March 17, 2016

A.M. Homes honored with Guild Hall Academy of the Arts Lifetime Achievement Award

Lewis Center for the Arts Creative Writing faculty member recognized with prestigious award

A.M. Homes, a Lecturer in Creative Writing in Princeton University’s Lewis Center for the Arts, has received Guild Hall’s 31st Academy of the Arts Lifetime Achievement Award for Literary Arts. The awards ceremony was held at The Rainbow Room in New York City on March 8 and hosted by Academy President Eric Fischl.

Fellow Lifetime Achievement Award honorees in 2016 include Sarah Jessica Parker for Performing Arts, Mary Heilmann for Visual Arts, and Charlotte Moss and Barry S. Friedberg for Leadership and Philanthropic Endeavors. Homes’ award was presented by singer, songwriter and author Rosanne Cash.

AM Homes

A.M. Homes, Lecturer in Creative Writing at the Lewis Center for the Arts, whose body of work has been honored with Guild Hall’s Academy of the Arts Lifetime Achievement Award for Literary Arts. Photo by Marion Ettlinger

Guild Hall’s Academy honors both summer and year-round East End (Long Island, New York) residents who have demonstrated excellence in the visual, literary, and performing arts. The awardees are elected by over 250 Academy members. Guild Hall is the Hamptons’ major visual and performing arts center dedicated to serving the artists and residents of the East End.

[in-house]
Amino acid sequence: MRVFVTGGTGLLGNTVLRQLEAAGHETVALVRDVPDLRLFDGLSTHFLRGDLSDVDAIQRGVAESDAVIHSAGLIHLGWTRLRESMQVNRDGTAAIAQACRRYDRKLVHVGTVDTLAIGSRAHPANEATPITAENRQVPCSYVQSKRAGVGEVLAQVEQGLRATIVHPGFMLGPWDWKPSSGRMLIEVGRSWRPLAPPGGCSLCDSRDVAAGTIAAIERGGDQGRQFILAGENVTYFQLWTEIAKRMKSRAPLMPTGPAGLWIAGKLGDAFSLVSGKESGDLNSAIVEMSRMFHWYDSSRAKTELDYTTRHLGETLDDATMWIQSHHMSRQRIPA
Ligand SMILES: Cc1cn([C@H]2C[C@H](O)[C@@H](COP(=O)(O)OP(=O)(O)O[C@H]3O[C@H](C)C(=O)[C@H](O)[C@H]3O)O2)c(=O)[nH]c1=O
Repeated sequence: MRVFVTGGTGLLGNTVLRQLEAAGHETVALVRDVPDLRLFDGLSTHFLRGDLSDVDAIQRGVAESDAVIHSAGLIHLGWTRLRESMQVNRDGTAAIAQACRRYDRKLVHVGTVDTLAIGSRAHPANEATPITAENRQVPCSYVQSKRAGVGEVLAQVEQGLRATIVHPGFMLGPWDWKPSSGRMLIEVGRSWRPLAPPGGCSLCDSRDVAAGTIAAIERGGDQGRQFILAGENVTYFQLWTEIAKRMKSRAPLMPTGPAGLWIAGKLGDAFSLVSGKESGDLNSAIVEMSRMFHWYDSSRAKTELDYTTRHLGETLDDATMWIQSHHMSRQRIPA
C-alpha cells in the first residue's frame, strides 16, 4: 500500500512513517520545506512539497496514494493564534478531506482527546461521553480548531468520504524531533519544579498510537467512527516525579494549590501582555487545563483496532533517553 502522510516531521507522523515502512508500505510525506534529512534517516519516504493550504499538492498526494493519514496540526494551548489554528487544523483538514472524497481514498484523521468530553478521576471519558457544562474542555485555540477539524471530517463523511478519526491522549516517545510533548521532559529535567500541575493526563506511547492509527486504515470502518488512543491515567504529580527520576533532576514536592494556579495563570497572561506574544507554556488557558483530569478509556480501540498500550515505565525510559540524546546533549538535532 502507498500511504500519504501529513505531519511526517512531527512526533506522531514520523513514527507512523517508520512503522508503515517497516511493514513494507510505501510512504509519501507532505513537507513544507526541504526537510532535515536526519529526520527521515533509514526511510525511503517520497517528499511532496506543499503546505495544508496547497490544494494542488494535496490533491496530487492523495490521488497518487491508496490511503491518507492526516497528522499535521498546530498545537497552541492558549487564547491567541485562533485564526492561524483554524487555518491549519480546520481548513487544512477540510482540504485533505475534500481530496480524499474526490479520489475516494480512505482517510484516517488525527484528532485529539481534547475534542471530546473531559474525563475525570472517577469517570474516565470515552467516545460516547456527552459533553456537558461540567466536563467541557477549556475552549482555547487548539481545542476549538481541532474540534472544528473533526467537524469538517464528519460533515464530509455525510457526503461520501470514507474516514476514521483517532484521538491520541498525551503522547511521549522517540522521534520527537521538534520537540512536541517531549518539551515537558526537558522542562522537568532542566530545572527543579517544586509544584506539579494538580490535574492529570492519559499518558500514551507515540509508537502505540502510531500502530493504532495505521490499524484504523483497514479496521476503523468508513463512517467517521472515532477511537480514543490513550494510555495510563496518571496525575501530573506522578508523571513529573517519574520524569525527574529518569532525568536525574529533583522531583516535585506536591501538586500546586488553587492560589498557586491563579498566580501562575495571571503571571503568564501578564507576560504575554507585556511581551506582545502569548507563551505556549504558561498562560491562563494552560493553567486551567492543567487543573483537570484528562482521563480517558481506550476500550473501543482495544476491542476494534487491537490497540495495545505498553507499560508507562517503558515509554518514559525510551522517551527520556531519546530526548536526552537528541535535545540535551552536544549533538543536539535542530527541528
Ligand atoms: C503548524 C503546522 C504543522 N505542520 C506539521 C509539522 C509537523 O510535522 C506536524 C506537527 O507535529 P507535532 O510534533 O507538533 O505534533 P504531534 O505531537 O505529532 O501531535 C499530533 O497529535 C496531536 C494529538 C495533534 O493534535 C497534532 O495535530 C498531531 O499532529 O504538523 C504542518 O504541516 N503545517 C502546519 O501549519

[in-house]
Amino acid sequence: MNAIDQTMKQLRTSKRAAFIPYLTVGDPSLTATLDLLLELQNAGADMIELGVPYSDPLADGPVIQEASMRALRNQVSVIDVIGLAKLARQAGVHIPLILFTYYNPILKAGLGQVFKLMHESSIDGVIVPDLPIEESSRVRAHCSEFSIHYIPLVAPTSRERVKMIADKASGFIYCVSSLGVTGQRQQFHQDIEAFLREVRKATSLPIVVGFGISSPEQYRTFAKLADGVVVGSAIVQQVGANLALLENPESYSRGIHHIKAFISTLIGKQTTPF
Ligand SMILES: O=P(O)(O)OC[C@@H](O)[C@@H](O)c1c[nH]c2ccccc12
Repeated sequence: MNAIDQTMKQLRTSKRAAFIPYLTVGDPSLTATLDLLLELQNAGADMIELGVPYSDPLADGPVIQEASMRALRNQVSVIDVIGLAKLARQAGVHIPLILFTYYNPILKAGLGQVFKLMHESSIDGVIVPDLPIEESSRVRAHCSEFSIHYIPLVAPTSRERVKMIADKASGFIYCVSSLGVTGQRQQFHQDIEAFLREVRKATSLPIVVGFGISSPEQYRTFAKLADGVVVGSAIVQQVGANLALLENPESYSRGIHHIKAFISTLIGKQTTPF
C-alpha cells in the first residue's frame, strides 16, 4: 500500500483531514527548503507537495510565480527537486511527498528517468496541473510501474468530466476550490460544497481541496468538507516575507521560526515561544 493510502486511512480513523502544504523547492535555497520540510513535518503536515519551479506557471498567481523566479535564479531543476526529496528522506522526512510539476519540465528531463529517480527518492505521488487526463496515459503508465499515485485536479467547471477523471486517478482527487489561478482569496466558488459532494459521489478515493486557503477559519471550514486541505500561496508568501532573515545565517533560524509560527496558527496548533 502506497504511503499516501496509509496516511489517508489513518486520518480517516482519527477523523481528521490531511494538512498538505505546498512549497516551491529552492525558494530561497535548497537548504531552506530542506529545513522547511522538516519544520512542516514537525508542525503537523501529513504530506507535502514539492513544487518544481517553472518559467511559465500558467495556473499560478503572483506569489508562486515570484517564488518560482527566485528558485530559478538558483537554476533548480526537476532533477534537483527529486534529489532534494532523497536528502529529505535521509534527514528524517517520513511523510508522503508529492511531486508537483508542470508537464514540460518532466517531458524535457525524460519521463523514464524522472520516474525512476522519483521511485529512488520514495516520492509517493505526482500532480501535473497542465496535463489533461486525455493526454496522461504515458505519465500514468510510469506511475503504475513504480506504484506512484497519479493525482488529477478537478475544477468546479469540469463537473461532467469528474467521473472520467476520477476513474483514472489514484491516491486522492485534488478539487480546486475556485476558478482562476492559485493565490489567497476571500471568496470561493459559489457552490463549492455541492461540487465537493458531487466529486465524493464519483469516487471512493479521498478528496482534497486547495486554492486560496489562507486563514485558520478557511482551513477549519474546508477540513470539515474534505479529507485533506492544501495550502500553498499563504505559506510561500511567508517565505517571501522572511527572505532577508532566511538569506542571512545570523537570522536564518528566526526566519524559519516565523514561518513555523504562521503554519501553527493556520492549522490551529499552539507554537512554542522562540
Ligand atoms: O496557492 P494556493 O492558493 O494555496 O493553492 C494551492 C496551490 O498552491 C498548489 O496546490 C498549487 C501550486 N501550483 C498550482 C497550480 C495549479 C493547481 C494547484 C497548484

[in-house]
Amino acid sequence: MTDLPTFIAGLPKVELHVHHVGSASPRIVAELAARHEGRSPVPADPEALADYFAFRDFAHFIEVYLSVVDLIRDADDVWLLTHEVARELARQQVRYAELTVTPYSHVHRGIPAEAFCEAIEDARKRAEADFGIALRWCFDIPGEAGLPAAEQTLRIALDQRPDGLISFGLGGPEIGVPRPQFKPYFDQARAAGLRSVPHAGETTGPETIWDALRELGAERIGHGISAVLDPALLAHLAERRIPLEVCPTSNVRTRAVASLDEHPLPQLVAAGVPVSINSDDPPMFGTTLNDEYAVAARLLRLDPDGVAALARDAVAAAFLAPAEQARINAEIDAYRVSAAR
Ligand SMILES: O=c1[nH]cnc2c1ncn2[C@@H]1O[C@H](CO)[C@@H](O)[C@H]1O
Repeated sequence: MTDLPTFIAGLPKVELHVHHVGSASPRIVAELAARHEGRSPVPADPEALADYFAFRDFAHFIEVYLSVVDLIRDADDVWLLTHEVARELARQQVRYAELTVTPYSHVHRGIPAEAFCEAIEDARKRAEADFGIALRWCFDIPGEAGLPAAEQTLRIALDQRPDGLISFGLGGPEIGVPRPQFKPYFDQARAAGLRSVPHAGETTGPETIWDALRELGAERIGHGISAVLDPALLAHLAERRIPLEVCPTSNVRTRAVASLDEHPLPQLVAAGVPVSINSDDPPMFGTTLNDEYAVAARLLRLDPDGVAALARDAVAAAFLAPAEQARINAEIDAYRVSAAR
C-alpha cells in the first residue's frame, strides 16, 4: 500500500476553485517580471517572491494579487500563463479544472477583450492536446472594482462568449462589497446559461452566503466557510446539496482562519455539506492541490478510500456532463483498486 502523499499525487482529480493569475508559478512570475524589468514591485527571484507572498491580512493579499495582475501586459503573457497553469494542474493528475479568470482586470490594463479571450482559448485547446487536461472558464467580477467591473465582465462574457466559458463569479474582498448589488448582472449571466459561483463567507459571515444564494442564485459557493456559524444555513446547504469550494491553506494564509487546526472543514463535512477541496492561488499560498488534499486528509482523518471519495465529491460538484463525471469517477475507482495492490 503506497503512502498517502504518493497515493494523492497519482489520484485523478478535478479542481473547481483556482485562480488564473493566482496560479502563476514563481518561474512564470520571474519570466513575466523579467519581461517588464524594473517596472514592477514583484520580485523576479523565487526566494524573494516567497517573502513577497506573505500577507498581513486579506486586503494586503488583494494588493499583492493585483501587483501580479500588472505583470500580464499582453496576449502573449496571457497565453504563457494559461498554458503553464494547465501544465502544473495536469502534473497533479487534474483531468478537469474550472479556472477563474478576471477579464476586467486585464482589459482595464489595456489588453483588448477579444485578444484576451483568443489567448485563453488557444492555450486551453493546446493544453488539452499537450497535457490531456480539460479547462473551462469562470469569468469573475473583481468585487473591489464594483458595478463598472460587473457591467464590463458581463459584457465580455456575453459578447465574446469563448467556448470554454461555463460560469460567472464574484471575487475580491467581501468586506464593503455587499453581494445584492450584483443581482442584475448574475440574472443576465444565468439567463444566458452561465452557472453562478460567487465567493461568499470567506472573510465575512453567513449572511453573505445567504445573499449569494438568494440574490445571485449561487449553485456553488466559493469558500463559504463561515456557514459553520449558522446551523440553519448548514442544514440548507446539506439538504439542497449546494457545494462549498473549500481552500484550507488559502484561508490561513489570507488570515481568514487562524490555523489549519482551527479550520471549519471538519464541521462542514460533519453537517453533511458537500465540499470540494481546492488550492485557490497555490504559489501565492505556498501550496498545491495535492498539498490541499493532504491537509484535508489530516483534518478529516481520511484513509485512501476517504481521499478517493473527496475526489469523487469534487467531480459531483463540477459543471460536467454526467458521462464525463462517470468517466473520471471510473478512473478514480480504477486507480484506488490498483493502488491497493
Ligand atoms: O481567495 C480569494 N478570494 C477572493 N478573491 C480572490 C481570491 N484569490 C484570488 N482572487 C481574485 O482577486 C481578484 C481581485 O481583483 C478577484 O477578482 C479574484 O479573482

Previous winners of the Academy of the Arts Lifetime Achievement Award for Literary Arts include Jules Feiffer, Walter Isaacson, Kurt Vonnegut, E.L. Doctorow, Edward Albee, Joseph Heller, and Joe Pintauro.

Homes is the author of two collections of short stories, Things You Should Know and The Safety of Objects; the novels Music for Torching, The End of Alice, In a Country of Mothers, Jack and the bestselling This Book Will Save Your Life; the travel memoir Los Angeles: People, Places and The Castle on the Hill; and the artist’s book Appendix A:. Her most recent novel, May We Be Forgiven, won the prestigious 2013 Women’s Prize for Fiction (formerly known as the Orange Prize) and her memoir, The Mistress’s Daughter, the story of being “found” by her biological family, was published to international acclaim. She is a contributing editor to Vanity Fair and writes frequently on arts and culture for Granta, McSweeney’s, The New Yorker and the New York Times, among others. Her other awards and honors include fellowships from the John Simon Guggenheim Foundation, the National Endowment for the Arts, New York Foundation for the Arts, and The Cullman Center for Scholars and Writers at The New York Public Library, along with the Benjamin Franklin Award and the Deutscher Jugendliteraturpreis.

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